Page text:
domingo, enero 01, 2017

La verdad sobre el comercio

The anti-trade rhetoric paints a grossly distorted picture of trade’s role in the U.S. economy. Trade still benefits the United States enormously, and striking back at other countries by imposing new barriers or ripping up existing agreements would be self-destructive. The badmouthing of trade agreements has even jeopardized the ratification of the TPP in Congress. Backing out of that deal would signal a major U.S. retreat from Asia and mark a historic error.
Campaign attacks on trade leave an unfortunate impression on the American public and the world at large. In saying that some countries “win” and other countries “lose” as a result of trade, for example, Trump portrays it as a zero-sum game. That’s an understandable per­spective for a casino owner and businessman: gambling is the quin­tessential zero-sum game, and competition is a win-lose proposition for firms (if not for their customers). But it is dead wrong as a way to think about the role of trade in an economy. Trade is actually a two-way street—the exchange of exports for imports—that makes efficient use of a country’s resources to increase its material welfare. The United States sells to other countries the goods and services that it produces relatively efficiently (from aircraft to soybeans to legal advice) and buys those goods and services that other countries produce relatively efficiently (from T-shirts to bananas to electronics assembly). In the aggregate, both sides benefit.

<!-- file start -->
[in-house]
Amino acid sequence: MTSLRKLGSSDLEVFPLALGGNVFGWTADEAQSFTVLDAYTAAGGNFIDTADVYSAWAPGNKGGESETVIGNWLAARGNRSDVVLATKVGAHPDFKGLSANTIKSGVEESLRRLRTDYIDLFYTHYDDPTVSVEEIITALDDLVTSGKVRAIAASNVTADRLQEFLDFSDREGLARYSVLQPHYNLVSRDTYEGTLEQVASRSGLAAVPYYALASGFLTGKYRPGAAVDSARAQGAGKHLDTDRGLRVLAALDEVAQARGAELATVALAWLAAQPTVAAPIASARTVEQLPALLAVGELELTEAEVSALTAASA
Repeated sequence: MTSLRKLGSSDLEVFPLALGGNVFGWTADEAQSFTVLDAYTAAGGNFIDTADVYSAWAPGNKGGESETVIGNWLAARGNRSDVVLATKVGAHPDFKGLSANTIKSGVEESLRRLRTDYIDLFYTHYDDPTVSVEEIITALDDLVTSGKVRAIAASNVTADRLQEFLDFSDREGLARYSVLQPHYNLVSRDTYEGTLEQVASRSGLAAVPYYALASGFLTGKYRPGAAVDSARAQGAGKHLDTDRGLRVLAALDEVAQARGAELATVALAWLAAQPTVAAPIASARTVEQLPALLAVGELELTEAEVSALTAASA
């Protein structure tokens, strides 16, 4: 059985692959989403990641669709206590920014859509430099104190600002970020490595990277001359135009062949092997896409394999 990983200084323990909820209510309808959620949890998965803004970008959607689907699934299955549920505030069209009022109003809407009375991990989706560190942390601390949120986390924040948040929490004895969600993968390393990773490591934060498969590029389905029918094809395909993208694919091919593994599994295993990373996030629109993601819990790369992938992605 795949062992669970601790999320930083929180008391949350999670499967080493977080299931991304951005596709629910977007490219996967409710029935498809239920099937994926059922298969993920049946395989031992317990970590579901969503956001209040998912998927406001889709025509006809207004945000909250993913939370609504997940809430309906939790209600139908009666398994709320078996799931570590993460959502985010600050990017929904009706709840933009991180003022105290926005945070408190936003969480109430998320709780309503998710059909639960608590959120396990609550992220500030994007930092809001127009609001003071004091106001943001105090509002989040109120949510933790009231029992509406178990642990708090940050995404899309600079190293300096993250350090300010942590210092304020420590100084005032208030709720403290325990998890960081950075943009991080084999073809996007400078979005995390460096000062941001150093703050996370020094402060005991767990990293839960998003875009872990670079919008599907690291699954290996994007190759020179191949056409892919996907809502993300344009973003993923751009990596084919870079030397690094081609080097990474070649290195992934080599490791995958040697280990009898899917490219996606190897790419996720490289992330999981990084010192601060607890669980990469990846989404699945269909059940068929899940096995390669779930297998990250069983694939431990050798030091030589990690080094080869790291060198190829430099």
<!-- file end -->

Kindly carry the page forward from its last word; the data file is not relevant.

Copiado de The truth about trade, artículo de Foreign Affairs.

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